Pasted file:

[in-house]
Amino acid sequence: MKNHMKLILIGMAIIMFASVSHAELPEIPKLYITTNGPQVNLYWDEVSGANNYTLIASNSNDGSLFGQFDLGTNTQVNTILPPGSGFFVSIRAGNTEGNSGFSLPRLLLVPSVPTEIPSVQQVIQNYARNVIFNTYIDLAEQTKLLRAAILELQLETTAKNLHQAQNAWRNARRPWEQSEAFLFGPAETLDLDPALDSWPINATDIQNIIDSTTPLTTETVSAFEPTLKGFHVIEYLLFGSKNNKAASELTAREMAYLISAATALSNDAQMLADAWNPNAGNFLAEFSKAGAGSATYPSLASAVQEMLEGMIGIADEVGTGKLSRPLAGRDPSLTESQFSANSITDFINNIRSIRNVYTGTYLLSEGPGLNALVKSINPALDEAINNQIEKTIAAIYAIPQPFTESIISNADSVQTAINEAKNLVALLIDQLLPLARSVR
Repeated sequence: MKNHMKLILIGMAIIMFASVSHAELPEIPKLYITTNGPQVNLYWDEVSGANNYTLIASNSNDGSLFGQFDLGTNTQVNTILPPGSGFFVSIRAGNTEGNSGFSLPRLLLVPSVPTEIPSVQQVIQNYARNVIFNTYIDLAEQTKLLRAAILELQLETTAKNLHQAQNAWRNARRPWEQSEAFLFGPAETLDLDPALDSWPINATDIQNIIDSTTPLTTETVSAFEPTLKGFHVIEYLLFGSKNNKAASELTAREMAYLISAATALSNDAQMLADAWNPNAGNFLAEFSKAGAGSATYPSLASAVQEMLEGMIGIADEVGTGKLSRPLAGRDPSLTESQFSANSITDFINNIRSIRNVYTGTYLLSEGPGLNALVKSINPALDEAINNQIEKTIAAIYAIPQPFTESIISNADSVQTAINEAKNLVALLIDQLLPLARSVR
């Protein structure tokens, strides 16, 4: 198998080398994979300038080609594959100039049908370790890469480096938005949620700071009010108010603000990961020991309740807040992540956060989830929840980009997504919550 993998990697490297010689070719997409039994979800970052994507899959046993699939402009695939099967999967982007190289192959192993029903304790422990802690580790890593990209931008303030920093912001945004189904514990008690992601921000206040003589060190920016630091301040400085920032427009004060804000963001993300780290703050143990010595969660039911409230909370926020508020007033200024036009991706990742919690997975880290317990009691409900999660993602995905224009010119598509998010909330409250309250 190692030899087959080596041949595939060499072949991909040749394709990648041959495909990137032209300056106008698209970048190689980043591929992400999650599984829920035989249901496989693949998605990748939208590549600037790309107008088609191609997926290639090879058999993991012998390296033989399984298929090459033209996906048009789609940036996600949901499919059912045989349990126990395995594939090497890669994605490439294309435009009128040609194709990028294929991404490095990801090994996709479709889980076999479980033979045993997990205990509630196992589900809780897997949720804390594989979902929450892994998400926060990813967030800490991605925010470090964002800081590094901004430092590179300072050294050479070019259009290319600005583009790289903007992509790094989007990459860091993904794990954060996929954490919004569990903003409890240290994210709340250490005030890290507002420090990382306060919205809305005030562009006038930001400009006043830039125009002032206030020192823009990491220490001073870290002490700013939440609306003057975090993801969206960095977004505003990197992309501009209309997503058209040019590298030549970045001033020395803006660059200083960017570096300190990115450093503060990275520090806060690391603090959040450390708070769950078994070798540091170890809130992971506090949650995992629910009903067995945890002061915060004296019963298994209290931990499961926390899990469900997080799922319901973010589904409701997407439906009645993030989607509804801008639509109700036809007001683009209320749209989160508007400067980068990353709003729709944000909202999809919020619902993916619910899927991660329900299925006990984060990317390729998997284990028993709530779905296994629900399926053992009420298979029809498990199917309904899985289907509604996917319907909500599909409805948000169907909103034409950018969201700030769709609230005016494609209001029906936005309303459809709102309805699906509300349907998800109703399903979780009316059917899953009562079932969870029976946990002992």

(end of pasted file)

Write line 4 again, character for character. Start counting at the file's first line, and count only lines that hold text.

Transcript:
């Protein structure tokens, strides 16, 4: 198998080398994979300038080609594959100039049908370790890469480096938005949620700071009010108010603000990961020991309740807040992540956060989830929840980009997504919550 993998990697490297010689070719997409039994979800970052994507899959046993699939402009695939099967999967982007190289192959192993029903304790422990802690580790890593990209931008303030920093912001945004189904514990008690992601921000206040003589060190920016630091301040400085920032427009004060804000963001993300780290703050143990010595969660039911409230909370926020508020007033200024036009991706990742919690997975880290317990009691409900999660993602995905224009010119598509998010909330409250309250 190692030899087959080596041949595939060499072949991909040749394709990648041959495909990137032209300056106008698209970048190689980043591929992400999650599984829920035989249901496989693949998605990748939208590549600037790309107008088609191609997926290639090879058999993991012998390296033989399984298929090459033209996906048009789609940036996600949901499919059912045989349990126990395995594939090497890669994605490439294309435009009128040609194709990028294929991404490095990801090994996709479709889980076999479980033979045993997990205990509630196992589900809780897997949720804390594989979902929450892994998400926060990813967030800490991605925010470090964002800081590094901004430092590179300072050294050479070019259009290319600005583009790289903007992509790094989007990459860091993904794990954060996929954490919004569990903003409890240290994210709340250490005030890290507002420090990382306060919205809305005030562009006038930001400009006043830039125009002032206030020192823009990491220490001073870290002490700013939440609306003057975090993801969206960095977004505003990197992309501009209309997503058209040019590298030549970045001033020395803006660059200083960017570096300190990115450093503060990275520090806060690391603090959040450390708070769950078994070798540091170890809130992971506090949650995992629910009903067995945890002061915060004296019963298994209290931990499961926390899990469900997080799922319901973010589904409701997407439906009645993030989607509804801008639509109700036809007001683009209320749209989160508007400067980068990353709003729709944000909202999809919020619902993916619910899927991660329900299925006990984060990317390729998997284990028993709530779905296994629900399926053992009420298979029809498990199917309904899985289907509604996917319907909500599909409805948000169907909103034409950018969201700030769709609230005016494609209001029906936005309303459809709102309805699906509300349907998800109703399903979780009316059917899953009562079932969870029976946990002992």